The first day ended with a diversity panel and PAL booksale. I was so excited to meet Karen Avivi, the  author of the book Shredded and the winner of the SCBWI Spark award. Karen is a fan of my blog, Sporty Girl Books and even gave us a shout out during a magazine interview. Make sure to check out more about Karen on Sporty Girl Books.
Karen Avivi and Stacy Mozer

It was an amazing first two days. Summaries of days 2 and 3 will be coming soon.








Tuesday, May 13, 2014

Summer Book Recommendations for Middle Graders

We are very lucky at my school to have our local librarian, Kathy Jarombek, come to give the third - fifth graders a list of great summer reads. Here are the books the Perrot Library recommends for this summer:

DOLL BONES by Holly Black
DREAMER WISHER LIAR by Charise Mericle Harper
ESCAPE FROM MR. LEMONCELLO’S LIBRARY by Chris Grabenstein
FLORA & ULYSSES by Kate DiCamillo
THE FORBIDDEN LIBRARY by Django Wexler
LANTERN SAM AND THE BLUE STREAK BANDITS by Michael Beil
ODD WEIRD AND LITTLE by Patrick Jennings
OPERATION BUNNY by Sally Gardner
ROOFTOPPERS by Katherine Rundell
TREASURE OF WAY DOWN DEEP by Ruth White
TRUE BLUE SCOUTS OF SUGAR MAN SWAMP  by Kathi Appelt
ZANE AND THE HURRICANE by Rodman Philbrick

I can't wait to get started reading! What would you add to the list? Any middle grade books you want to read this summer? 

Monday, February 10, 2014

How fast do you read?

My friends are always commenting on how fast I read. According to this test, I am extremely fast. At 1000 words correct per minute with 100% accuracy, I am only 500 words correct per minute less than a speed reader. 

How fast do you read? Do you think the speed a person reads matters?

Monday, February 3, 2014

Playing in the Sandbox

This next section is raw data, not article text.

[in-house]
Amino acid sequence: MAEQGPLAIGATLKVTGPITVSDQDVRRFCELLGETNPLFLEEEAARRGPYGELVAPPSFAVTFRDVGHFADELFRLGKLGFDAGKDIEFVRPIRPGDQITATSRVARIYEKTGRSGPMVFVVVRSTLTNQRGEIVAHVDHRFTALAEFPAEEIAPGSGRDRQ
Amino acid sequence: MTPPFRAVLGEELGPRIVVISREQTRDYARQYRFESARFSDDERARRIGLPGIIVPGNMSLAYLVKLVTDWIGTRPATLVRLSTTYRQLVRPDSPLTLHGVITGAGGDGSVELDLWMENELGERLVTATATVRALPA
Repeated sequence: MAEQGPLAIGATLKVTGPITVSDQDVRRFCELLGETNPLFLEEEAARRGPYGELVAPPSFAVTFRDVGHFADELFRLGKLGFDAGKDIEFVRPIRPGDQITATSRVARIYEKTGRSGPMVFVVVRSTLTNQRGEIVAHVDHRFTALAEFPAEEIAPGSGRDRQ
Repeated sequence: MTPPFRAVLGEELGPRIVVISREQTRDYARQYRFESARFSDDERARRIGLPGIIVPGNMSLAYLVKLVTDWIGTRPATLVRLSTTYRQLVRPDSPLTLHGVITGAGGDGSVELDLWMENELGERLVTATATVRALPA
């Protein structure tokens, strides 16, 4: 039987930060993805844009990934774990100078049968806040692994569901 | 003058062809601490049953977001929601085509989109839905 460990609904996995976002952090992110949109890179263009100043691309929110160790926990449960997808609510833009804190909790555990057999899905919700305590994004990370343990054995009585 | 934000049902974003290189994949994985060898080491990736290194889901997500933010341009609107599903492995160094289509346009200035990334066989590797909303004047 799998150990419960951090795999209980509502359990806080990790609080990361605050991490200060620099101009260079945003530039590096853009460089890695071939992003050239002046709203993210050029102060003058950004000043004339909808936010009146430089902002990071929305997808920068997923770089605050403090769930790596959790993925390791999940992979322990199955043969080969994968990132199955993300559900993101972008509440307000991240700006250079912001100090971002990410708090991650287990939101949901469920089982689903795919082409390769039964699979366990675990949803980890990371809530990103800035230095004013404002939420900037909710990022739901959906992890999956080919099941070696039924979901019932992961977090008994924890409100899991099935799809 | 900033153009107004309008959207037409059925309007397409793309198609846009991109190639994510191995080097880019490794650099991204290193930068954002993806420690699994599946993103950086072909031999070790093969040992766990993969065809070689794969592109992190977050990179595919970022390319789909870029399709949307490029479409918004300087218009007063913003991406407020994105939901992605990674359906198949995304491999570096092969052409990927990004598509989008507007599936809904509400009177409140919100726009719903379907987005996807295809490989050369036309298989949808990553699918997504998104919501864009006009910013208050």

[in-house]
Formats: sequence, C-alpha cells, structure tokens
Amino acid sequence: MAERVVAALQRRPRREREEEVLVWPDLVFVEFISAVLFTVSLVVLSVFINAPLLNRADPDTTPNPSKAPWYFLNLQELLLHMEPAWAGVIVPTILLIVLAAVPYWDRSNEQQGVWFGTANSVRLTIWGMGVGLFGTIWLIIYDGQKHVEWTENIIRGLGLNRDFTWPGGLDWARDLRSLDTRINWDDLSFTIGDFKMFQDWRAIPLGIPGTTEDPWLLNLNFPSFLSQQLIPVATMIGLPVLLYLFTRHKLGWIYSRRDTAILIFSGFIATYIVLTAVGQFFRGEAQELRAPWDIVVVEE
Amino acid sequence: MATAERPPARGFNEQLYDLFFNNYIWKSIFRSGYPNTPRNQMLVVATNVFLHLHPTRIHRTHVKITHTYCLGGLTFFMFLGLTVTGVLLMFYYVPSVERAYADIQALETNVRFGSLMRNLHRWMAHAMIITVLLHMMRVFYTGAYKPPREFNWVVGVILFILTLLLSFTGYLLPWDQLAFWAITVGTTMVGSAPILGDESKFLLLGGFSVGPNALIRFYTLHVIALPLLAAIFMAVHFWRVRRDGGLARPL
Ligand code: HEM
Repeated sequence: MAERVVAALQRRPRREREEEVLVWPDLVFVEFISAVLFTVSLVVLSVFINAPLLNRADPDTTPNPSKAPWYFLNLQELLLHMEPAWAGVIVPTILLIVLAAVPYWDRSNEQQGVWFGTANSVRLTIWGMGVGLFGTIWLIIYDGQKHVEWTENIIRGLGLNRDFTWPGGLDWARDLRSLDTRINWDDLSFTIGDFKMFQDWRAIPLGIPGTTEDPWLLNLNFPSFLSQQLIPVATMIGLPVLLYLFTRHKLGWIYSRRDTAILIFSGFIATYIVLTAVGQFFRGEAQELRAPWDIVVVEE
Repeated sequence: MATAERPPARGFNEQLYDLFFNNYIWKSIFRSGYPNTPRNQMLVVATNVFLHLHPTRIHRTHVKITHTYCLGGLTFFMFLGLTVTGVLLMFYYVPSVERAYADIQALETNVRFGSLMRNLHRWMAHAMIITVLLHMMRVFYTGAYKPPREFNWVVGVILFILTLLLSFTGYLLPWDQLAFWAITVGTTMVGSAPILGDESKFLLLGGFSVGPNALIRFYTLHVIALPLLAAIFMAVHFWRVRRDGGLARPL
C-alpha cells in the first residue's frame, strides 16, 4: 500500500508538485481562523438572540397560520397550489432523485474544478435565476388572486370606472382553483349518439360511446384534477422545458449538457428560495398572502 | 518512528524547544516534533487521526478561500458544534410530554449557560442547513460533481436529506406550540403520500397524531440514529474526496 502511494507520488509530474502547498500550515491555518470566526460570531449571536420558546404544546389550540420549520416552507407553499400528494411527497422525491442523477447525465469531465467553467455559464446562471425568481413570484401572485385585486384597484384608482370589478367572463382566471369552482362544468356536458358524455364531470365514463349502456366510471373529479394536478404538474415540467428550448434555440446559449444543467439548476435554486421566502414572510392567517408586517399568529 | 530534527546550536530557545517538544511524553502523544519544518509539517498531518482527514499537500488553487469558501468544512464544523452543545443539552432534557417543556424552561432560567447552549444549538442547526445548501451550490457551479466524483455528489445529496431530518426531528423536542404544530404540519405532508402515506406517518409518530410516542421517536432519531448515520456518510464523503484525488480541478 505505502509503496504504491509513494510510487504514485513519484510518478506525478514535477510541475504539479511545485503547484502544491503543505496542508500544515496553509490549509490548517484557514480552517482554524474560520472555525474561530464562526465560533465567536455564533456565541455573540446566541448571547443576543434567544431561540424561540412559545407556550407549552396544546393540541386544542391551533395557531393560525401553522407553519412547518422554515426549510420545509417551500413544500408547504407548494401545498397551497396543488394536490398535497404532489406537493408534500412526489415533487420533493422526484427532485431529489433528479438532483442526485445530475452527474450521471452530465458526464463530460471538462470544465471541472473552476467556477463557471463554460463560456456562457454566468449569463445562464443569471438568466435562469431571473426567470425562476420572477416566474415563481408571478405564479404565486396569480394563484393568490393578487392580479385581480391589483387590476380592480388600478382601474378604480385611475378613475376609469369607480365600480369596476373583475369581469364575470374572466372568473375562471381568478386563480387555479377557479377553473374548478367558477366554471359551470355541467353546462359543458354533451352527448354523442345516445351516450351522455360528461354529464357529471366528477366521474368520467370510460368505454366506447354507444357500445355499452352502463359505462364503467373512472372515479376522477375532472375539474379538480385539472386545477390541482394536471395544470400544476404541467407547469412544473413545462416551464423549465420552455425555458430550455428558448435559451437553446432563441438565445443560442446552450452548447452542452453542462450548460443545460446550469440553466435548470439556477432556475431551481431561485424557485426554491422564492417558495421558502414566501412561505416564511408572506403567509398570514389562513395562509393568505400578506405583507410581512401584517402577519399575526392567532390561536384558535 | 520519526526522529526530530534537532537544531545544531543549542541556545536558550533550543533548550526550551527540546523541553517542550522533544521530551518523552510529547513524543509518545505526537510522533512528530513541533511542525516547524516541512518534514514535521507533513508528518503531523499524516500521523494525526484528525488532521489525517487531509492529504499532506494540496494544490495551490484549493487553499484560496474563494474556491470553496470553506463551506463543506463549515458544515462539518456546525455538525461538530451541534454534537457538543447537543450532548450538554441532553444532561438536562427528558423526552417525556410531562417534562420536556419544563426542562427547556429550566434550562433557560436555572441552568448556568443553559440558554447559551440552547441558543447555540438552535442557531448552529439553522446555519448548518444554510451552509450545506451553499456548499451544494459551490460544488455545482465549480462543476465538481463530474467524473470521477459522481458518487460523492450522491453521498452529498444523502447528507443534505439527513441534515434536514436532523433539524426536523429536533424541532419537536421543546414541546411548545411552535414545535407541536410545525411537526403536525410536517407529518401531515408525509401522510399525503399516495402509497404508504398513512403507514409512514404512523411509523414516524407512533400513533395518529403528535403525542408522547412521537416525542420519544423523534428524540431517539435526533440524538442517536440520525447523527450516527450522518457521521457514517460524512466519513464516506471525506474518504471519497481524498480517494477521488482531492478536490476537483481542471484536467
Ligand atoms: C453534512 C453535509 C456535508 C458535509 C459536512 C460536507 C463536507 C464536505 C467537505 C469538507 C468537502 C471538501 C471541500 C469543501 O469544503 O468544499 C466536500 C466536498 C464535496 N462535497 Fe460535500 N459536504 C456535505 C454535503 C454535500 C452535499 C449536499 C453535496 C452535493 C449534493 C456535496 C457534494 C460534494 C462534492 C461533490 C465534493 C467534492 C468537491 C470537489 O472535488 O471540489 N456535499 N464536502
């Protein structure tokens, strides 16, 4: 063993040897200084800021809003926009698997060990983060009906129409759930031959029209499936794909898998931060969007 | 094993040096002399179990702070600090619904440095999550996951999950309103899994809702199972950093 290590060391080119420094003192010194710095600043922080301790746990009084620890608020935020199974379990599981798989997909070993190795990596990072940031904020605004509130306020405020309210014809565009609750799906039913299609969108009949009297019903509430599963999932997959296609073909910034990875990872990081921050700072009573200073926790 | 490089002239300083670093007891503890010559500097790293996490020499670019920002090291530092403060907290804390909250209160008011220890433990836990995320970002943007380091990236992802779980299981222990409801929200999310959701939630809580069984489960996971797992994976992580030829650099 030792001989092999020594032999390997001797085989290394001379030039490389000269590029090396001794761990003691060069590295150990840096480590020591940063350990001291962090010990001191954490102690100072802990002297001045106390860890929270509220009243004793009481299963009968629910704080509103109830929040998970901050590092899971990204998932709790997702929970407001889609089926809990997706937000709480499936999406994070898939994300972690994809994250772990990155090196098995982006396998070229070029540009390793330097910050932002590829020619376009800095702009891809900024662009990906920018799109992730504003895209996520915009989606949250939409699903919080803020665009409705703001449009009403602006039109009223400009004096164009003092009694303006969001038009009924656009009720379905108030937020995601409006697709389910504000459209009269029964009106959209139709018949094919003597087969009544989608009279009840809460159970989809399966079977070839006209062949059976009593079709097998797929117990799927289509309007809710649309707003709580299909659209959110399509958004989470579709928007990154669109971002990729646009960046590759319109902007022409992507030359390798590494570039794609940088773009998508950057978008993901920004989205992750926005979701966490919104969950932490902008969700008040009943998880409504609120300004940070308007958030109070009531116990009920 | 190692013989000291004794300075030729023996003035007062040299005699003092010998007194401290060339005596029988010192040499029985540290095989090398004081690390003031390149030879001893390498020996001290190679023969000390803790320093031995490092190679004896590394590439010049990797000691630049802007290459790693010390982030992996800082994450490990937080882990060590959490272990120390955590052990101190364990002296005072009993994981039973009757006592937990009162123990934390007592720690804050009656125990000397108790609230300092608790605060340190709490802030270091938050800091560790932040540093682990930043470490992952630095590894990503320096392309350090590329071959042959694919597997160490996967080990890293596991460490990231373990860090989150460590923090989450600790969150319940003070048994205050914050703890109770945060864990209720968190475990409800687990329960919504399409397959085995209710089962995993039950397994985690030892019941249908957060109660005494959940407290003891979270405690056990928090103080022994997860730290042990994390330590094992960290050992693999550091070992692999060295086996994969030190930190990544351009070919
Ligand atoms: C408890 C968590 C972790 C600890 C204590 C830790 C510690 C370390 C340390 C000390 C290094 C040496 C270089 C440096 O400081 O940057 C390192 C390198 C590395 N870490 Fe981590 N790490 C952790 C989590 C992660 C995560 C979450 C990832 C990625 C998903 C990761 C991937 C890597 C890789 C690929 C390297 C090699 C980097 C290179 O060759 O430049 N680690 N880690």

This weekend I joined my agent Linda Epstein and a number of her other clients at Glen Cove Mansion for a day of writing, critiquing, and practicing craft (while getting to know some really amazing people).

One of the topics of conversation was online presence, which was a timely topic for me since my domain name stacybarnettmozer.com was lost today due to a Google glitch. Instead you can now find my website at stacymozer.com and while this blog is mostly for writers and adults to read, the website will be my author page where I can put content for kids about my books.

And the best part about it - until I sell a book, it won't need updates. So let's hope I have to update it very, very soon.


Yes, I am holding someone's teeth.

Saturday, January 25, 2014

Making the Most of Feedback - From Kids

As a writer who is also a teacher and a mom of the age group I write for, I often read my work for kids. But kids aren't always the most reliable sources of information. While they can be brutally honest, they also get out of being descriptive by telling you they like things they don't. Here are a few tips to getting honest feedback from kids.